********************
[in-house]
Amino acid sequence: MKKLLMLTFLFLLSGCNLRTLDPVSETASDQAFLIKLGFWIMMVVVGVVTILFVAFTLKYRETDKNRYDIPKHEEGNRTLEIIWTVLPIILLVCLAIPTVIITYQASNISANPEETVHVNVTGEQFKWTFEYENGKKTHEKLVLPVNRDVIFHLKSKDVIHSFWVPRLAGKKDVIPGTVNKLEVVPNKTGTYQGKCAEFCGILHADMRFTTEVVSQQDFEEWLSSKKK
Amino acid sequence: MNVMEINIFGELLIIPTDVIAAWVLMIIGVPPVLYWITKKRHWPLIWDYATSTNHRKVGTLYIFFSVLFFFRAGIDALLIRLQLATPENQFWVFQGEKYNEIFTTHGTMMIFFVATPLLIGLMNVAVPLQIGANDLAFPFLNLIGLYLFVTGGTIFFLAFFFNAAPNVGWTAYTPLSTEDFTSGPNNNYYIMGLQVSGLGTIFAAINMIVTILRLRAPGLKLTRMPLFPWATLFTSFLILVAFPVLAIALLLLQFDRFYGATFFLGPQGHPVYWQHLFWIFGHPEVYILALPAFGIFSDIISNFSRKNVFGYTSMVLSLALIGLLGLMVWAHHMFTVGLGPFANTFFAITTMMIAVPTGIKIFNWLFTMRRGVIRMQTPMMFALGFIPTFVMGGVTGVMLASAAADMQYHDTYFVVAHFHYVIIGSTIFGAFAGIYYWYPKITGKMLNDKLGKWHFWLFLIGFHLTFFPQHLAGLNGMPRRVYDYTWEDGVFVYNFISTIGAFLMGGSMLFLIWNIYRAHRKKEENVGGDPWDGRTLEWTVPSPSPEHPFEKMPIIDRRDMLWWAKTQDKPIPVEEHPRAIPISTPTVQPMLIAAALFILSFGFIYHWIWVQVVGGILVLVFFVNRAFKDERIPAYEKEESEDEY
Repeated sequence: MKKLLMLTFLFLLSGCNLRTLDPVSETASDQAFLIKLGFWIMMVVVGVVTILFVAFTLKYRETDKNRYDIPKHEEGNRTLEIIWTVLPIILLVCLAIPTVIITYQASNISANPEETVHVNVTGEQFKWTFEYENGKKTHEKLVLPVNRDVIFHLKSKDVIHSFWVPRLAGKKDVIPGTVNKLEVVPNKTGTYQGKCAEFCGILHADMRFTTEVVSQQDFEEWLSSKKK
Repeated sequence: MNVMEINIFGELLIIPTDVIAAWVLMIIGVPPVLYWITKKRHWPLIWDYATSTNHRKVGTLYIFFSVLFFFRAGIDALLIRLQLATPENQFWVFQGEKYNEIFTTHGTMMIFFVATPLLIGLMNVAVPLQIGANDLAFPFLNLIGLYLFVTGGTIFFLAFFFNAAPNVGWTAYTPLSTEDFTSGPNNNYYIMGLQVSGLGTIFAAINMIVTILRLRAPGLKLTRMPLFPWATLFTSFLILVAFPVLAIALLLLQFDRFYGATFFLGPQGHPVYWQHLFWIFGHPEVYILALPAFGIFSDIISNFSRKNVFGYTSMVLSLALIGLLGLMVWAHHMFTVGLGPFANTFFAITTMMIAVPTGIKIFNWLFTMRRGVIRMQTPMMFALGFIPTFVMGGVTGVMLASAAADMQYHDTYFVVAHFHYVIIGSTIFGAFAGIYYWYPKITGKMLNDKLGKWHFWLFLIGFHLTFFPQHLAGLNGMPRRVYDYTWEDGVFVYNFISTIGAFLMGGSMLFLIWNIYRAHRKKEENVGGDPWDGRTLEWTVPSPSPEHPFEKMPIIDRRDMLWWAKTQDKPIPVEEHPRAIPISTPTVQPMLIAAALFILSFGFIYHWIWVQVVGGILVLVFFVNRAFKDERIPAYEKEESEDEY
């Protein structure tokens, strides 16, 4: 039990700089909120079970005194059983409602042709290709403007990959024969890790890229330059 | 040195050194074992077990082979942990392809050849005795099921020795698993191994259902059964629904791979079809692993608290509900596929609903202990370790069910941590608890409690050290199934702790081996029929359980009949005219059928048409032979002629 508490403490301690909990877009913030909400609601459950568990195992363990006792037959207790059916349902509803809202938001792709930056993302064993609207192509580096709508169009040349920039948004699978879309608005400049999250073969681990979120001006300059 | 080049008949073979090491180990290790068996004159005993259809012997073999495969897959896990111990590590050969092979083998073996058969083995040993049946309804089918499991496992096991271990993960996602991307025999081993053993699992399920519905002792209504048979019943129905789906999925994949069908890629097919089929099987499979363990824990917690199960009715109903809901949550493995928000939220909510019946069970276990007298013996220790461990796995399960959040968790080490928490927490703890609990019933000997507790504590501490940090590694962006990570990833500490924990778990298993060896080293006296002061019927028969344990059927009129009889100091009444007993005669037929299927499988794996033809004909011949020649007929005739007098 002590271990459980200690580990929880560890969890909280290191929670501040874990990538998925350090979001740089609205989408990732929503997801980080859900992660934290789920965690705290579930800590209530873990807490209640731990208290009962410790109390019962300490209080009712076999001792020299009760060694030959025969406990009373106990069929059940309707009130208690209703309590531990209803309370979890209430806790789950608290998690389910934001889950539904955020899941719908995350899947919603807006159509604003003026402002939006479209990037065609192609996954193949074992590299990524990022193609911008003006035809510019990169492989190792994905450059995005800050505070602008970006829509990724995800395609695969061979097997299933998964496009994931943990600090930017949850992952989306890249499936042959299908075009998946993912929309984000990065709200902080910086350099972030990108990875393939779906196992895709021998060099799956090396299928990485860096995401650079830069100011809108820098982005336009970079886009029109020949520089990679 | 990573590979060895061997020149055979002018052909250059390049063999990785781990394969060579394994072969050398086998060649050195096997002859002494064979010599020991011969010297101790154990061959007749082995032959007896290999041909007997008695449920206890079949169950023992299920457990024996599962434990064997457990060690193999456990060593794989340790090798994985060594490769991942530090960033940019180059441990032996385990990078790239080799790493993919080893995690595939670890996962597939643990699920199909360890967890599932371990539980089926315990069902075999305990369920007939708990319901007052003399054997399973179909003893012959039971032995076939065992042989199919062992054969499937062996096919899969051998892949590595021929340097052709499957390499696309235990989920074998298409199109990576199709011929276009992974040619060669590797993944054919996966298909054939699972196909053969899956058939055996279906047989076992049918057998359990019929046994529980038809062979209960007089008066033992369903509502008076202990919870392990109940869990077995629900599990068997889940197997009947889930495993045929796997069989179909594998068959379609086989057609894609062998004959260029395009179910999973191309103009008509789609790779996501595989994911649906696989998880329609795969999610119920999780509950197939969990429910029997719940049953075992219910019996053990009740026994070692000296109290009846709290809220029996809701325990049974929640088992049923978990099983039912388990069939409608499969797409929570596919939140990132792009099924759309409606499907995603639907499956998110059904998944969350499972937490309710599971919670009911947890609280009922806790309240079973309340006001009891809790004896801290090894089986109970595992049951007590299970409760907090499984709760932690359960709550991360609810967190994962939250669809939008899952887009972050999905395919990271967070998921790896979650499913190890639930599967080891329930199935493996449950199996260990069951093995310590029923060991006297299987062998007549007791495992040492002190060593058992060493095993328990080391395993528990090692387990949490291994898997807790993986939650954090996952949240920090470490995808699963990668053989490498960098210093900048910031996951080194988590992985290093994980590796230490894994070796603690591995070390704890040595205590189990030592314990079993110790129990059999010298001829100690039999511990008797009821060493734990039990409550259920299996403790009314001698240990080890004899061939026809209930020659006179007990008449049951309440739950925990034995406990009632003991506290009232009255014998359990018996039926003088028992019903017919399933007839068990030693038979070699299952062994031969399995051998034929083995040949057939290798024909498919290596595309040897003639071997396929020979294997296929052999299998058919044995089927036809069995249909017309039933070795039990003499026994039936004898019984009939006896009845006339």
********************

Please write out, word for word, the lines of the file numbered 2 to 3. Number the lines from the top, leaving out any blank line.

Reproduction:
Amino acid sequence: MKKLLMLTFLFLLSGCNLRTLDPVSETASDQAFLIKLGFWIMMVVVGVVTILFVAFTLKYRETDKNRYDIPKHEEGNRTLEIIWTVLPIILLVCLAIPTVIITYQASNISANPEETVHVNVTGEQFKWTFEYENGKKTHEKLVLPVNRDVIFHLKSKDVIHSFWVPRLAGKKDVIPGTVNKLEVVPNKTGTYQGKCAEFCGILHADMRFTTEVVSQQDFEEWLSSKKK
Amino acid sequence: MNVMEINIFGELLIIPTDVIAAWVLMIIGVPPVLYWITKKRHWPLIWDYATSTNHRKVGTLYIFFSVLFFFRAGIDALLIRLQLATPENQFWVFQGEKYNEIFTTHGTMMIFFVATPLLIGLMNVAVPLQIGANDLAFPFLNLIGLYLFVTGGTIFFLAFFFNAAPNVGWTAYTPLSTEDFTSGPNNNYYIMGLQVSGLGTIFAAINMIVTILRLRAPGLKLTRMPLFPWATLFTSFLILVAFPVLAIALLLLQFDRFYGATFFLGPQGHPVYWQHLFWIFGHPEVYILALPAFGIFSDIISNFSRKNVFGYTSMVLSLALIGLLGLMVWAHHMFTVGLGPFANTFFAITTMMIAVPTGIKIFNWLFTMRRGVIRMQTPMMFALGFIPTFVMGGVTGVMLASAAADMQYHDTYFVVAHFHYVIIGSTIFGAFAGIYYWYPKITGKMLNDKLGKWHFWLFLIGFHLTFFPQHLAGLNGMPRRVYDYTWEDGVFVYNFISTIGAFLMGGSMLFLIWNIYRAHRKKEENVGGDPWDGRTLEWTVPSPSPEHPFEKMPIIDRRDMLWWAKTQDKPIPVEEHPRAIPISTPTVQPMLIAAALFILSFGFIYHWIWVQVVGGILVLVFFVNRAFKDERIPAYEKEESEDEY